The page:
AsianScientist (Aug. 15, 2019) – In a study published in Nature, researchers from South Korea have identified the main waste drainage site of the brain, a finding that has implications for diseases such as Alzheimer’s.
Just as life becomes unbearable when a city’s waste disposal system goes out of service, the buildup of toxic proteins in the brain can cause massive damage to the nerves, leading to cognitive dysfunction and increased probability of developing neurodegenerative disorders. Recently, the brain was discovered to have its own lymphatic drainage system that removes excess fluids and waste products from the cerebrospinal fluid (CSF). However, little has been understood about an accurate route for the brain’s cleansing mechanism.
Scientists led by Dr. Koh Gou Young at the Institute for Basic Science (IBS) at the Korea Advanced Institute of Science and Technology (KAIST), South Korea, have now identified the basal side of the skull as the major route for CSF drainage. Though meningeal lymphatic vessels (mLVs) in the upper part of the skull were reported as the brain’s clearance pathway in 2014, no substantial drainage mechanism was observed in that section. Instead, Koh and his team looked at a mLVs in a different part of the brain.
“As a hidden exit for CSF, we looked into the mLVs trapped within complex structures at the base of the skull,” said study first author Dr. Ahn Ji Hoon.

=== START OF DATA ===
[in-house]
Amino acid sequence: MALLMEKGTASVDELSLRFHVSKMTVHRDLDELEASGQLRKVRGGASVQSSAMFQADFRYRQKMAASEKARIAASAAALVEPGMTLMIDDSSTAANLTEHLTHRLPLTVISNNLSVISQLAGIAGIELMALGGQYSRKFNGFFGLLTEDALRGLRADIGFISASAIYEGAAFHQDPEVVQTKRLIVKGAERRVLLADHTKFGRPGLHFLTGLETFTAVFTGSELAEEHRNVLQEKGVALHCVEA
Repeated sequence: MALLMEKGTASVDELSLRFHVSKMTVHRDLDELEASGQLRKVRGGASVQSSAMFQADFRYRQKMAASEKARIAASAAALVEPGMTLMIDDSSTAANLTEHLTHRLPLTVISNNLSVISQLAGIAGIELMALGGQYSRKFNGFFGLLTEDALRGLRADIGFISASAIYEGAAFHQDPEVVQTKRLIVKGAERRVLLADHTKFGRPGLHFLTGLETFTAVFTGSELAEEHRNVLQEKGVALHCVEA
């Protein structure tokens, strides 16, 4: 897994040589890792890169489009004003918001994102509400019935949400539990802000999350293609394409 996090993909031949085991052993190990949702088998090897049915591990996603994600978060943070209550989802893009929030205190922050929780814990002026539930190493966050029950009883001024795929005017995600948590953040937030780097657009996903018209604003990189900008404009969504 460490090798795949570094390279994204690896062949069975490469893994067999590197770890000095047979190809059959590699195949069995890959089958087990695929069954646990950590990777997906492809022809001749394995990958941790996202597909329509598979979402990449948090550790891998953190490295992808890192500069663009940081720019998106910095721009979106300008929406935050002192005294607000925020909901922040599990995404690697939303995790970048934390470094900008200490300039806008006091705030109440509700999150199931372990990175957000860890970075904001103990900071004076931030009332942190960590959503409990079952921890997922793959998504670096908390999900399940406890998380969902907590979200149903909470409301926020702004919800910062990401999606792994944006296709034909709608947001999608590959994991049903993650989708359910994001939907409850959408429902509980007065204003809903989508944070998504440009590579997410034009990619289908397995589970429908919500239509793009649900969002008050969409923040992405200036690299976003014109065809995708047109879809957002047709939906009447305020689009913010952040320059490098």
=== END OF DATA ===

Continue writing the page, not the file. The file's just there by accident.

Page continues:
The researchers used a genetically engineered lymphatic-reporter mouse model to visualize mLVs under a fluorescence microscope. By performing a careful examination of the mice skull, they found distinctive features of basal mLVs that make them suitable for CSF uptake and drainage.
Just like typical functional lymphatic vessels, basal mLVs are found to have abundant lymphatic vessel branches with finger-like protrusions. Additionally, valves inside the basal mLVs allow the flow to go in one direction.
“All in, it seemed a solid case that basal mLVs are the brain’s main clearance pathways,” explained study co-author Dr. Cho Hyunsoo.
The researchers verified that the specialized morphologic characteristics of basal mLVs facilitated CSF uptake and drainage. Using CSF a lymphatic-reporter mouse model, they showed that fluorescence-tagged tracers injected into the brain itself or the CSF is cleared mainly through the basal mLVs.
It has long been suggested that CSF turnover and drainage declines with aging. However, alteration of mLVs associated with aging is poorly understood. In this study, the researchers observed changes of mLVs in young (three-month-old) and aged (24~27-months-old) mice. They found that the structure of the basal mLVs and their lymphatic valves in aged mice become severely flawed, thus hampering CSF clearance.
“By characterizing the precise route for fluids leaving the brain, this study improves our understanding on how waste is cleared from the brain. Our findings also provide further insights into the role of impaired CSF clearance in the development of age-related neurodegenerative diseases,” Koh said.
The article can be found at: Ahn et al. (2019) Meningeal Lymphatic Vessels at the Skull Base Drain Cerebrospinal Fluid.
Source: Institute for Basic Science.
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